An evidence-based is the accepted way to develop nutrition and health guidelines.
The process is documented, transparent, and reproducible. Another professional that researches the same questions, using the same method should be able to replicate the analysis and reach the same answer.
The steps are
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Lyon, Joan and Dorothea Vafiadis. An Evidence-Based Approach to Reviewing the Science on Nutrition and Health. Center for Nutrition Policy and Promotion, USDA, 2008. Nutrition Insight 38.
A Series of Systematic Reviews on the Relationship Between Dietary Patterns and Health Outcomes. Evidence Analysis Library Division, Center for Nutrition Policy and Promotion, USDA, March 2014.
USDA Nutrition Evidence Library
Brass, P.A. and others. Developing an Evidence-Based Guide to Community Preventative Services - Methods. American Journal of Preventive Medicine. 18 (IS), 35-42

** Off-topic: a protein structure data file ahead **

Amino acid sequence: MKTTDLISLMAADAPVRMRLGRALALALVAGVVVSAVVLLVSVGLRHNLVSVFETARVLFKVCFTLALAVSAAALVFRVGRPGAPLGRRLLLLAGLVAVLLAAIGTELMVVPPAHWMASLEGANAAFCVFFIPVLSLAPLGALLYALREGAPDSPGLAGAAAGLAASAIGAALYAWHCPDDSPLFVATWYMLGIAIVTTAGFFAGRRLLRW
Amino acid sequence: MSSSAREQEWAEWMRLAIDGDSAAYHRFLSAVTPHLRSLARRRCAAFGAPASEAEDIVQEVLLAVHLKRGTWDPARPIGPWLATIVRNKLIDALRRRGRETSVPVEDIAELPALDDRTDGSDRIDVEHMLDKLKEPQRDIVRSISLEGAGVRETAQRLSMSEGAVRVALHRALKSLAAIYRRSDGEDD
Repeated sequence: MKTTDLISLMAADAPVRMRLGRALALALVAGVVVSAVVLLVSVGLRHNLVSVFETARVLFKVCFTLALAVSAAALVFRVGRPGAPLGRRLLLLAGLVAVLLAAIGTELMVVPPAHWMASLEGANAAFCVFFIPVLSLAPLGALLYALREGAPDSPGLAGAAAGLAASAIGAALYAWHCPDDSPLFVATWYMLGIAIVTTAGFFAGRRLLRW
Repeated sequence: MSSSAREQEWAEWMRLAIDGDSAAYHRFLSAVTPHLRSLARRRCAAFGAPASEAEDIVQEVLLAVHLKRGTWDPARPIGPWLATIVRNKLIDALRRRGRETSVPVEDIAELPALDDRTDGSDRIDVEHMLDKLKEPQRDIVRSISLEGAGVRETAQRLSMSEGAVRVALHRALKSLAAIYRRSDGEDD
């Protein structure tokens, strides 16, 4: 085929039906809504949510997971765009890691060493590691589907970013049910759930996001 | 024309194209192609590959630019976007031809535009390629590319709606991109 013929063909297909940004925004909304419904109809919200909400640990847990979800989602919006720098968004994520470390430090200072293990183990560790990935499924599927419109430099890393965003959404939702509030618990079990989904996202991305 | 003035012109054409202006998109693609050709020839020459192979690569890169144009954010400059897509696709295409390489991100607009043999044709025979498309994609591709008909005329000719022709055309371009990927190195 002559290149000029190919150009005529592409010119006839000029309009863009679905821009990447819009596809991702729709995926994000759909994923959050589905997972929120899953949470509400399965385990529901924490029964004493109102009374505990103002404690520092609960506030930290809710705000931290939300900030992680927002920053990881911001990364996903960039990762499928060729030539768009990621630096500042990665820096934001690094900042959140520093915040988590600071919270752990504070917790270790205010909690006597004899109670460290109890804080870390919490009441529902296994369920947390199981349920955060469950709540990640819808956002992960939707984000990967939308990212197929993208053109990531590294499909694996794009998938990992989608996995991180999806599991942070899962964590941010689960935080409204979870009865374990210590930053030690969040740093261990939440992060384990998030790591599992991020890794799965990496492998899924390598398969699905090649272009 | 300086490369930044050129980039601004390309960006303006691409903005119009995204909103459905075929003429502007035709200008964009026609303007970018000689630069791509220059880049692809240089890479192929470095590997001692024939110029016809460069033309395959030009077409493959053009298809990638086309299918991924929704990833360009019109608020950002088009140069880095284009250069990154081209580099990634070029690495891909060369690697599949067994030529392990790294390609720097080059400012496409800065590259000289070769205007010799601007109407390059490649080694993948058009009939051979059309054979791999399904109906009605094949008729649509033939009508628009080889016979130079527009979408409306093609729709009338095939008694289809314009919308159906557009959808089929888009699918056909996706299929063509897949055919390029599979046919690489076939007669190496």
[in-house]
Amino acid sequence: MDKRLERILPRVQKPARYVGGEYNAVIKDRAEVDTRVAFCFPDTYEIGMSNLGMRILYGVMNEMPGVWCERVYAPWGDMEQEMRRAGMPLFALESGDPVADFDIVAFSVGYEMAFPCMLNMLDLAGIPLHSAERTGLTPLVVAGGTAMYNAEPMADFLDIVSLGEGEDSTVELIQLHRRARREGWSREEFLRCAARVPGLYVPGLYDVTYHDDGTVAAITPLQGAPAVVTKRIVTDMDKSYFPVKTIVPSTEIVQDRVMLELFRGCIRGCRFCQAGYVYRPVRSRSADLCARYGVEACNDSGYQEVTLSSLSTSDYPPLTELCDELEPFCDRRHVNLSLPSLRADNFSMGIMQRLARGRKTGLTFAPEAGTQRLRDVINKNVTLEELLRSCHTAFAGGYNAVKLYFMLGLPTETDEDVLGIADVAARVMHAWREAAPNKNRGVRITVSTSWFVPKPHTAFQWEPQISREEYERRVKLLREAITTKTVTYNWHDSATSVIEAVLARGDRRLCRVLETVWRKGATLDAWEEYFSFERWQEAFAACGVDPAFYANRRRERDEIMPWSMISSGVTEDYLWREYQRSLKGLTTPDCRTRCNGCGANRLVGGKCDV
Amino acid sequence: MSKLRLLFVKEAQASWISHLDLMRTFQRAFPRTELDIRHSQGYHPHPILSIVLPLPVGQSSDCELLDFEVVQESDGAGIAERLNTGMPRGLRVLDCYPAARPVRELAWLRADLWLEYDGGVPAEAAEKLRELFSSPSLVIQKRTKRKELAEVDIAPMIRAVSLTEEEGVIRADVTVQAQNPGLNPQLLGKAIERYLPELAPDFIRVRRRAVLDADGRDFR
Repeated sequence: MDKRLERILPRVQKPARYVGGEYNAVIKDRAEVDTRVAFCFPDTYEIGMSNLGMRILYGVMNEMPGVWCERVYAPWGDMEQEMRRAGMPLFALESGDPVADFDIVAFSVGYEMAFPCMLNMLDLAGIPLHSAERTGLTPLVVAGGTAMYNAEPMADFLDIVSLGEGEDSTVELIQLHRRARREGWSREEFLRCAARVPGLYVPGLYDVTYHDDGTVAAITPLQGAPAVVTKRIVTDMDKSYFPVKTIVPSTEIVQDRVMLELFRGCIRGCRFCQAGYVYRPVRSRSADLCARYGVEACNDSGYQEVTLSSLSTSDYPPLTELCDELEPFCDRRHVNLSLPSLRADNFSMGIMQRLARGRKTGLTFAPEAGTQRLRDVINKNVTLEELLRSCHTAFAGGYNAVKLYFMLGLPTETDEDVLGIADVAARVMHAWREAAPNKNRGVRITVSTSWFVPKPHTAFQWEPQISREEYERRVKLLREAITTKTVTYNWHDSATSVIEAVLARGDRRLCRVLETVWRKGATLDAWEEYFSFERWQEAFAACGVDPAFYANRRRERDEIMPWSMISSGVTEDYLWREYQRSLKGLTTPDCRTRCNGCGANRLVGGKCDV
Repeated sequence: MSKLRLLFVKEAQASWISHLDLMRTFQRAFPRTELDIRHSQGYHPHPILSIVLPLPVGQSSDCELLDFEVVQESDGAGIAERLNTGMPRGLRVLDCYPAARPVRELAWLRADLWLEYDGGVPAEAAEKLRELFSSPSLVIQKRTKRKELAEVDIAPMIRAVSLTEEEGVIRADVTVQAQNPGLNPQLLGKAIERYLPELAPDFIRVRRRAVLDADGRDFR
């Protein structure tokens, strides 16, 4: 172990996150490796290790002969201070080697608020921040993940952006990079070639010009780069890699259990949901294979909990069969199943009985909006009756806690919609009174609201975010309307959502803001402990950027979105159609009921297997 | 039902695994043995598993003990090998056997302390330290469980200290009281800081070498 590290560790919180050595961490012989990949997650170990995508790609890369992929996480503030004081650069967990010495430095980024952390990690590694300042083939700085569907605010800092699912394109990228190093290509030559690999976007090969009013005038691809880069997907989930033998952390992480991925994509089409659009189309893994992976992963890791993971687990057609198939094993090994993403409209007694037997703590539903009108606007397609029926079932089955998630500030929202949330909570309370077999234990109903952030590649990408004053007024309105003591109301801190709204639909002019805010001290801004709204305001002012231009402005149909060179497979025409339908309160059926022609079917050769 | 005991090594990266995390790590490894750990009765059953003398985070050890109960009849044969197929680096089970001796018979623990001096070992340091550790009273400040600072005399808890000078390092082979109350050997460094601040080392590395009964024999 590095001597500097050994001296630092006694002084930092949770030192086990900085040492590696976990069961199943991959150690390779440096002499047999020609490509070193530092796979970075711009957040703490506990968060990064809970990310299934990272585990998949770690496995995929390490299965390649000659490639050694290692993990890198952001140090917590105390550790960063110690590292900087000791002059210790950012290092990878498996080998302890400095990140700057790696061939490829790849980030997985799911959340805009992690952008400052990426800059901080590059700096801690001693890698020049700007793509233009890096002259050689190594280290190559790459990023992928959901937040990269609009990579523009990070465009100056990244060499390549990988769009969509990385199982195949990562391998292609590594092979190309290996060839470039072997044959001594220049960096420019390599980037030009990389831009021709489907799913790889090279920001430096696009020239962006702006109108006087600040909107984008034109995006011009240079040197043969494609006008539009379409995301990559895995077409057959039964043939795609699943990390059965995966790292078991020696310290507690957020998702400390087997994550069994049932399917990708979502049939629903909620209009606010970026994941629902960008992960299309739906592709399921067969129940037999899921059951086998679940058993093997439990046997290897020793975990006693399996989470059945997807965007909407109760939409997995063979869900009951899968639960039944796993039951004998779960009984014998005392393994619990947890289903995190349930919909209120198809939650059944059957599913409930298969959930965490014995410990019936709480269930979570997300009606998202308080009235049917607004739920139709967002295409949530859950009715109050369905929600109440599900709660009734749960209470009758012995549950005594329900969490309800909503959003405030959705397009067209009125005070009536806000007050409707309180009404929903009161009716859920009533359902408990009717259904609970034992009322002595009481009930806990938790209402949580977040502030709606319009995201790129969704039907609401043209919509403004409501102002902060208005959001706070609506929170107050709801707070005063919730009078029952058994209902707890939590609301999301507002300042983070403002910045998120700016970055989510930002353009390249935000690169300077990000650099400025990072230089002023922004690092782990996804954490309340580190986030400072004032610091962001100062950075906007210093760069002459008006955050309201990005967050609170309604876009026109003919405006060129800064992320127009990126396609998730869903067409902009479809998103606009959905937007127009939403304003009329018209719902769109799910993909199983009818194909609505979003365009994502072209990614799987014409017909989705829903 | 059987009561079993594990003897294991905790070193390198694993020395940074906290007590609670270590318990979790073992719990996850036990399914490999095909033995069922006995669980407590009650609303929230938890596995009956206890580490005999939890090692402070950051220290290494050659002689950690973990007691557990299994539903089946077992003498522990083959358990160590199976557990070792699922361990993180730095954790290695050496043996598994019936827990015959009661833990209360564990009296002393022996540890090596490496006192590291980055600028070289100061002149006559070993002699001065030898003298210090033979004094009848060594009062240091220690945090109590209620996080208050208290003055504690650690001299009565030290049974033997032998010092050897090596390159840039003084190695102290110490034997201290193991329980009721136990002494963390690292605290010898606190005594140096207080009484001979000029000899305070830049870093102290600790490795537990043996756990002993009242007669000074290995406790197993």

Concato, J. Observational Versus Experimental Studies: What's the Evidence for a Hierarchy? NeuronRx, July 2004, 341-347
Myers, E. Systems for Evaluating Nutrtion Research for Nutrtion Care Guidelines: Do they Apply to Population Dietary Guidelines? Journal f the American Dietetic Association, December 2003, 103(12) (Supply 2) 34-41.
Systems to Rate the Strength of Scientific Evidence. HHS, Agency for Healthcare Research and Quality, April 2002, Publication 01-P022. ahrq.gov/clinic/epcsums/strengfact.htm.